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JustAnswerKM, Solicitor
Category: Property Law
Satisfied Customers: 42
Experience:  Court of Protection, civil litigation, divorce and inheritance
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How do I set about bringing to court, a case, where a house

Customer Question

How do I set about bringing to court, a case, where a house I bought several years ago with my brother (now deceased), has been fraudulently acquired by his wife? I have a copy of the deeds and these show that the property had been second mortgaged and that the owners were my brother and his wife. My sister-in-law, according to the deeds, became owner with my brother, when I, supposedly, signed my portion of ownership over to her. This has never happened; I did not sign over anything to her. My signature was forged. I was not, in fact in the country, when it is alleged that I transferred my half of the property to her. When I returned after three years away, I was informed that the property was on the market.
Submitted: 2 years ago.
Category: Property Law
Expert:  JustAnswerKM replied 2 years ago.
Good evening Thank you for your message. I will do my best to help. Firstly I need to know, has 6 years passed since the date your sister-in-law acquired the property? Do not worry if it has, so long as 6 years has not lapsed since you discovered the fraud. The reason I say this is because if you were time barred, you would have to make a separate application to the Court. It doesn't appear to be the case here. When considering bringing a case such as this, the Court would suggest that you warn the other party (sister-in-law) that you are taking them to Court and give them a reasonable time to respond (minimum 14 days). This gives a chance for the party to explain their side of the story. Although there may not be a logical reason for their action (especially fraud) whatever her response it, you can use it as evidence. If they do not reply, just keep a copy of the letter so you can show the Court your attempt at resolving the matter with the party. This is commonly referred to as a 'letter before action' or 'letter of claim'. If you instruct Solicitors they can help you draft the letter. As there is no money value being claimed, you just simply want your sister-in-law's name removed and your name added, you make what is called a Part 8 claim. Visit your local Court and ask for a Part 8 claim form. You may wish to seek advice from a Solicitor if you're not familiar with the Court process and would rather be represented in the case. I hope that helps. Kind regards Krystel
Customer: replied 2 years ago.
Considerably more than six years have elapsed, so I would, it seems, have to make a separate application to the Court.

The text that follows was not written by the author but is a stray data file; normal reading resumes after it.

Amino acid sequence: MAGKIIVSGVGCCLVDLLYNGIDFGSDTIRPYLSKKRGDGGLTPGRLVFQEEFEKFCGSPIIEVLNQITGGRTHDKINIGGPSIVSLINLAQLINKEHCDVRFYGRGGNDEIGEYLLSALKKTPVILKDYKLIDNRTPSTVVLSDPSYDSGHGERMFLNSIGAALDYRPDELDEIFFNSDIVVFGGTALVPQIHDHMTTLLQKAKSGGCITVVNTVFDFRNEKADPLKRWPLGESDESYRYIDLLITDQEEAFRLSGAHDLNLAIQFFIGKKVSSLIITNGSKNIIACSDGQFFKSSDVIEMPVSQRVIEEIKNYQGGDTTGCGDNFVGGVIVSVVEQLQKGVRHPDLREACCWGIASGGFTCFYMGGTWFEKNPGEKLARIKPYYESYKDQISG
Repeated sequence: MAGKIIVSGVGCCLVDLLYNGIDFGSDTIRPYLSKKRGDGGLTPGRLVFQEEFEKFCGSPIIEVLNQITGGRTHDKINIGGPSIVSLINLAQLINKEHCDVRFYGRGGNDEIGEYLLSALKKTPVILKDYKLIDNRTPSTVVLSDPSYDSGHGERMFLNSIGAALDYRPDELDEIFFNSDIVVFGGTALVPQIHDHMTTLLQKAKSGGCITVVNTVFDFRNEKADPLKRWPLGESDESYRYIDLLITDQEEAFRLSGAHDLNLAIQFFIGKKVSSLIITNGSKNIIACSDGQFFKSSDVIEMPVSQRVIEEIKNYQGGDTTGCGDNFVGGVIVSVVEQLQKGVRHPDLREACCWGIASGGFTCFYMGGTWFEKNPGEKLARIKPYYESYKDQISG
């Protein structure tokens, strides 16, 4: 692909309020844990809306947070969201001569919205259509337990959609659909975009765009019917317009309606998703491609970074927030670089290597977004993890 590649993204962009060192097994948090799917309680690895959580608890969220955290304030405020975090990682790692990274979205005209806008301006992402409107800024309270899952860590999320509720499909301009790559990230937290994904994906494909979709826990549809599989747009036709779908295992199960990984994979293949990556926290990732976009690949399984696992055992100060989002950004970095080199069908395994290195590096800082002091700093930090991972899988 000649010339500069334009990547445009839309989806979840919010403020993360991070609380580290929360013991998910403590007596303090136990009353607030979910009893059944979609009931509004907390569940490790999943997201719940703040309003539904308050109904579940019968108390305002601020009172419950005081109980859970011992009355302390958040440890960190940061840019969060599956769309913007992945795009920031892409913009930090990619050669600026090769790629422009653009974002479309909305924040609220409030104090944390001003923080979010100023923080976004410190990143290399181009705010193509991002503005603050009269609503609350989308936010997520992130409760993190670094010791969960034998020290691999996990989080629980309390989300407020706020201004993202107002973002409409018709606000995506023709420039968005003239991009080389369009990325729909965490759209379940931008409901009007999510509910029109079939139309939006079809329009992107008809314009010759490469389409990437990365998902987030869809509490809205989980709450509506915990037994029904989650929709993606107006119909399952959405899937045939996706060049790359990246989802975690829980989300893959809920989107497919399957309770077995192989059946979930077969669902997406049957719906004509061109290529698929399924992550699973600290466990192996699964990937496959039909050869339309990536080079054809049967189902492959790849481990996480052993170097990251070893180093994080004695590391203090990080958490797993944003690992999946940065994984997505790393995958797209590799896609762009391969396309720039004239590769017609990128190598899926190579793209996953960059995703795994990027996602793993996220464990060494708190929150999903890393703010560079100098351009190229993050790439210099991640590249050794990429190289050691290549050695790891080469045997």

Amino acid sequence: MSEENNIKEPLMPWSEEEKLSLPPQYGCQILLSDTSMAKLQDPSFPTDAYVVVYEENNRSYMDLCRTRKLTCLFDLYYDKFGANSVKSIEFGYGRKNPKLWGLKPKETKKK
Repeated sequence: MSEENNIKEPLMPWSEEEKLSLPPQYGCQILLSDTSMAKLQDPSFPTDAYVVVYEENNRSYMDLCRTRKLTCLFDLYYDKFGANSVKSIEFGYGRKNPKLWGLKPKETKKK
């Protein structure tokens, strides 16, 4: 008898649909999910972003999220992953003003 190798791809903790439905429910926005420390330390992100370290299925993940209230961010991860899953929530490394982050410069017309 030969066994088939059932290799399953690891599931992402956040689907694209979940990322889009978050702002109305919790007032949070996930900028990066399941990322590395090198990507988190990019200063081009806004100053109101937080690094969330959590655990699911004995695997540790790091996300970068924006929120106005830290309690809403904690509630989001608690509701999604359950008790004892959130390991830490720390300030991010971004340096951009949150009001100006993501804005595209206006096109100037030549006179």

Could you please let me know how I set about doing this.Thank you.
Customer: replied 2 years ago.
Hello Krystel,
Are you still there?
Customer: replied 2 years ago.
I seem to have clicked on the wrong section. I am not requesting a new conversation, but still requesting answers for my original enquiry.
Expert:  JustAnswerKM replied 2 years ago.
Hello again Just to be sure, when did you discover the alleged fraud? I.e. when you discovered the change in ownership. Perhaps when you first saw the deeds with your sister-in-law's name. When was that? Thanks Krystel
Customer: replied 2 years ago.
I'm sorry. I only just saw yr response.
I got a copy of the deeds from the Land Registry recently- about two months ago and that was when I knew for sure that her name was on the deeds.
Customer: replied 2 years ago.
You see, my brother and I had had an informal arrangement, agreeing that whoever married first would live in the house with his wife. My sister-in-law contrived to have my name removed, claiming that I transferred my half of the property to her.
Expert:  JustAnswerKM replied 2 years ago.
Thank you for your response.If that's the case, then you are deemed to have known about the alleged fraud just 2 months ago.What may happen, is when you submit the claim against your sister-in-law, she may raise the defence that you are time barred under the limitation act. You would simply reply that you were only recently made aware of her fraud when you applied for a copy of the deeds (also known as the official copy of the register) from the Land Registry.From your last message you only agreed that whoever married first, that person and their partner could LIVE in the property. You did not agree to the partner owning any part of the property. I hope you reach a resolution without the need of litigation. Kind regards Krystel
Expert:  JustAnswerKM replied 2 years ago.
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